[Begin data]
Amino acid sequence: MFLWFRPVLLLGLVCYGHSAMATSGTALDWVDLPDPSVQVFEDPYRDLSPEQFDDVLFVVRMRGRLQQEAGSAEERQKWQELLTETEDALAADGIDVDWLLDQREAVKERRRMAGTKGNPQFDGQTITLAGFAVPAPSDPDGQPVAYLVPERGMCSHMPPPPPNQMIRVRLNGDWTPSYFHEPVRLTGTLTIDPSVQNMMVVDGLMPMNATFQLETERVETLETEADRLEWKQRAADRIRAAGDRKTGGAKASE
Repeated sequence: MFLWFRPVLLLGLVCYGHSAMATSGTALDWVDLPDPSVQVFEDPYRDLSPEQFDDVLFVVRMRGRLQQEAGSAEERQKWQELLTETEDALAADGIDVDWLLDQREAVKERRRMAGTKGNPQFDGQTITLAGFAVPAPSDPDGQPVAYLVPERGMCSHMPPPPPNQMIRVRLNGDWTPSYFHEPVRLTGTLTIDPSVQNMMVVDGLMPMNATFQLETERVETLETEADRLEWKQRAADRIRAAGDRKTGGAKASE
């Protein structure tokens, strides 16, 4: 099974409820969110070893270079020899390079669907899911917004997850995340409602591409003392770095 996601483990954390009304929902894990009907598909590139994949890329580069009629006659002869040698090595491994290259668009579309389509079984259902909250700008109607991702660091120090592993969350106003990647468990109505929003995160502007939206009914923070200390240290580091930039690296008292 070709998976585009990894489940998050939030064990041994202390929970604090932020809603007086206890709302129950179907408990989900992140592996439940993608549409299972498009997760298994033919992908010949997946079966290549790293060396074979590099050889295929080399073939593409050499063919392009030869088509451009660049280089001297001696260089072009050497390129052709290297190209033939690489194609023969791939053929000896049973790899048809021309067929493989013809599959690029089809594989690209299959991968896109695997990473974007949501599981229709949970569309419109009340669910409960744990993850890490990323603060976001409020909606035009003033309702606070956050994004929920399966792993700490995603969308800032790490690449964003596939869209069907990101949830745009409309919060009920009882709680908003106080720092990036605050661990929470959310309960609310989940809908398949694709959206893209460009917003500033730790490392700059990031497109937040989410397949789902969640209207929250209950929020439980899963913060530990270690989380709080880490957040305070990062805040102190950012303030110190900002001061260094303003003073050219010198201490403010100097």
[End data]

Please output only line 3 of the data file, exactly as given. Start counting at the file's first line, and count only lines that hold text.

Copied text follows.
């Protein structure tokens, strides 16, 4: 099974409820969110070893270079020899390079669907899911917004997850995340409602591409003392770095 996601483990954390009304929902894990009907598909590139994949890329580069009629006659002869040698090595491994290259668009579309389509079984259902909250700008109607991702660091120090592993969350106003990647468990109505929003995160502007939206009914923070200390240290580091930039690296008292 070709998976585009990894489940998050939030064990041994202390929970604090932020809603007086206890709302129950179907408990989900992140592996439940993608549409299972498009997760298994033919992908010949997946079966290549790293060396074979590099050889295929080399073939593409050499063919392009030869088509451009660049280089001297001696260089072009050497390129052709290297190209033939690489194609023969791939053929000896049973790899048809021309067929493989013809599959690029089809594989690209299959991968896109695997990473974007949501599981229709949970569309419109009340669910409960744990993850890490990323603060976001409020909606035009003033309702606070956050994004929920399966792993700490995603969308800032790490690449964003596939869209069907990101949830745009409309919060009920009882709680908003106080720092990036605050661990929470959310309960609310989940809908398949694709959206893209460009917003500033730790490392700059990031497109937040989410397949789902969640209207929250209950929020439980899963913060530990270690989380709080880490957040305070990062805040102190950012303030110190900002001061260094303003003073050219010198201490403010100097």